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Youth Yak

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Pax: Journey Home
Sara Pennypacker  

It has been a year since Peter and Pax, the fox he raised as a pet, last saw each other. Peter, left orphaned by war, has moved on from his adoptive home. He joins the Water Warriors, intending to return home and, hopefully, to reunite with Pax. Meanwhile, Pax is living in the wild with a family of his own. Peter and Pax have never forgotten each other. Readers will come to care about all of the characters in the story as they become more knowledgeable about the lives and habits of foxes in the wild. Pax: Journey Home powerfully addresses the themes of friendship, trust, and caring for the environment. The characters in this story will surely work their way into the hearts of readers, especially those in the middle grades.

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Our Table
Peter Reynolds

Violet had fond memories of spending time with her family around the table preparing and sharing meals while enjoying each other’s company. Then things changed. Violet’s family disappeared! She found her father watching TV, her mother sitting on the steps texting a friend, and her brother in his room playing games on his tablet. Even the family table got smaller and smaller until it finally disappeared. Violet missed the good times spent around the family table, so she came up with a plan. With the help of technology, the family rebuilt the table and once again enjoyed sharing meals and spending time together. Our Table is a simple fable with an important message; connecting to devices can be exciting and fun, but human connection is even better.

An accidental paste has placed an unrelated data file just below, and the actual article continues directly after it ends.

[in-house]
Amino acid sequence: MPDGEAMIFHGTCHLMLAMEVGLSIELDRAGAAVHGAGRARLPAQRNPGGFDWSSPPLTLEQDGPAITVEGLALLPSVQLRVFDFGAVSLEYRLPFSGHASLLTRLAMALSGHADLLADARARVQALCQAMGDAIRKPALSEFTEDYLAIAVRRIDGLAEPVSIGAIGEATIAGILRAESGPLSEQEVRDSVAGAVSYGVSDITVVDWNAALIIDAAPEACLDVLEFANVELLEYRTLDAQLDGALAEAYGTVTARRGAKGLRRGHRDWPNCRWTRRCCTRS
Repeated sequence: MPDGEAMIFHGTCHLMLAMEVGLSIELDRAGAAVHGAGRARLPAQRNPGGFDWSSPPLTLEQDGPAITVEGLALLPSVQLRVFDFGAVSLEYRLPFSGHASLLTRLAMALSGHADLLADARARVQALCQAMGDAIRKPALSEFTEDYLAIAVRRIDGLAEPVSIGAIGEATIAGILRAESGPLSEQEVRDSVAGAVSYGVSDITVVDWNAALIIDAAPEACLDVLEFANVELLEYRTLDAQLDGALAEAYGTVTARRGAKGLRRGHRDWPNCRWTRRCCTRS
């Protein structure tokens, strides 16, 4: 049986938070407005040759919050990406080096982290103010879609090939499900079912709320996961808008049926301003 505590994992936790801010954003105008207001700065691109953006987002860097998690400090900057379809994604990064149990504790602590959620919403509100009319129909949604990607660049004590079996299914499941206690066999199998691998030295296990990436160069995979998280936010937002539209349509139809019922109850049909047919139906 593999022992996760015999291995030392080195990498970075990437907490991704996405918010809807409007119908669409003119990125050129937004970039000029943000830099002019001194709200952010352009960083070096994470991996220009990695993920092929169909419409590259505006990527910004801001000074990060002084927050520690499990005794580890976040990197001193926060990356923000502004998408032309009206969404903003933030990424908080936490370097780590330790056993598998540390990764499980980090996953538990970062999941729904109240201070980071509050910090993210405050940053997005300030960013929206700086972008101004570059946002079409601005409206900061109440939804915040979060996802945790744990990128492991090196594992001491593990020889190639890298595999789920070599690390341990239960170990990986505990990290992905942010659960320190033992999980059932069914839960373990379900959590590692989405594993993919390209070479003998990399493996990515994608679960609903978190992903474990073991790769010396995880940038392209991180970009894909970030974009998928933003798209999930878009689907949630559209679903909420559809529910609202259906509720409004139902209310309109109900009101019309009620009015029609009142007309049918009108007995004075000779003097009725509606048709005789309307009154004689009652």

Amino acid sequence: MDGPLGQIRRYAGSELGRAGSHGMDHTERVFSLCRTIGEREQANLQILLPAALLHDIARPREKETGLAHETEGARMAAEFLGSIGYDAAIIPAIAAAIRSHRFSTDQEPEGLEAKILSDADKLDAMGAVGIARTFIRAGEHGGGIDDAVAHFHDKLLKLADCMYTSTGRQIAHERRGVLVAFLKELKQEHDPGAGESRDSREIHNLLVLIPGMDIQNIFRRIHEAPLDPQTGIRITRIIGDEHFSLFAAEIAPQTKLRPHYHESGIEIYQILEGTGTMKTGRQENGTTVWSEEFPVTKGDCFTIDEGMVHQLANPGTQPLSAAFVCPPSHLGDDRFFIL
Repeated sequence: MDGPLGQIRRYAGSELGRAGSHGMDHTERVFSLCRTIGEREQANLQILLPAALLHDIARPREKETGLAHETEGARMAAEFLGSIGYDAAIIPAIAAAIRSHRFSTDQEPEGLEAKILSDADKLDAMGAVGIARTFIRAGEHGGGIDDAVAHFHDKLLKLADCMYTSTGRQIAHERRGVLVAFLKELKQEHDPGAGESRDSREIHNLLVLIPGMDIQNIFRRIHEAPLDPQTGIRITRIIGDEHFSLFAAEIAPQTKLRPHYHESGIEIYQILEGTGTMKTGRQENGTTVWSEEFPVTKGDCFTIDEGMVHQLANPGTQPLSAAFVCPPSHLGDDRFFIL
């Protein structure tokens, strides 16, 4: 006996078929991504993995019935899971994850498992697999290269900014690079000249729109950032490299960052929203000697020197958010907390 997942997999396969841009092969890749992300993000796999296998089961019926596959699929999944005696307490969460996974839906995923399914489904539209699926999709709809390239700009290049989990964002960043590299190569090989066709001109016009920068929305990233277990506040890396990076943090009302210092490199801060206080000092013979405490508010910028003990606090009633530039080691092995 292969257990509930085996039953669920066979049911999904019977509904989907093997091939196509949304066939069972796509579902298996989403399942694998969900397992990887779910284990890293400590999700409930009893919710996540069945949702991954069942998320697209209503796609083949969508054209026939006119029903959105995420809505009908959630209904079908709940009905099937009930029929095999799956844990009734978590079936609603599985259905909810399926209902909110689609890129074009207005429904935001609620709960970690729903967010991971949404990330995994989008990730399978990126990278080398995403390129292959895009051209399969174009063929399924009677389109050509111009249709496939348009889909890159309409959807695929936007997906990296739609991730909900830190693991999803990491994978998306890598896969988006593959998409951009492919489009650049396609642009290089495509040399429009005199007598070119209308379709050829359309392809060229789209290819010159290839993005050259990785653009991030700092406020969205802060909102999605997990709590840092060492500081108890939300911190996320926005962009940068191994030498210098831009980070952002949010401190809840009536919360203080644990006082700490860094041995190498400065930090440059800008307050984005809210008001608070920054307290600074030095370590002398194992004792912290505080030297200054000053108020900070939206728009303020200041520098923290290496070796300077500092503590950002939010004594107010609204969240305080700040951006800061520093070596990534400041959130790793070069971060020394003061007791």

This book will be released November 2, just in time for Thanksgiving!



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Ten Ways to Hear Snow

Cathy Camper

This thoughtful, lovely book will set you up for a “listening walk” with the children in your life.



Lee Lee



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The Beatryce Prophecy

Kate DiCamillo
A goat, a wild-eyed monk, a boy who ran as his parents were killed by a robber, a man who once was king, and a girl who remembers only her name.

This is not a book where, in the end, all things broken have been restored and all evil has been banished forever. Cruel people exist and bad things happen, and some things cannot be fixed, but love, kindness, and hope can make the world a better place.

And all heroes are reluctant but must set aside their fears as best they can. (The innkeeper’s wife demonstrates that even a little bit of courage from one person with only the smallest role might make all the difference.)

I think that "middle-grades" is probably the correct target age for this book, but I found it worth reading, too. There is much to digest in terms of fear, courage, guilt, retribution, and forgiveness.

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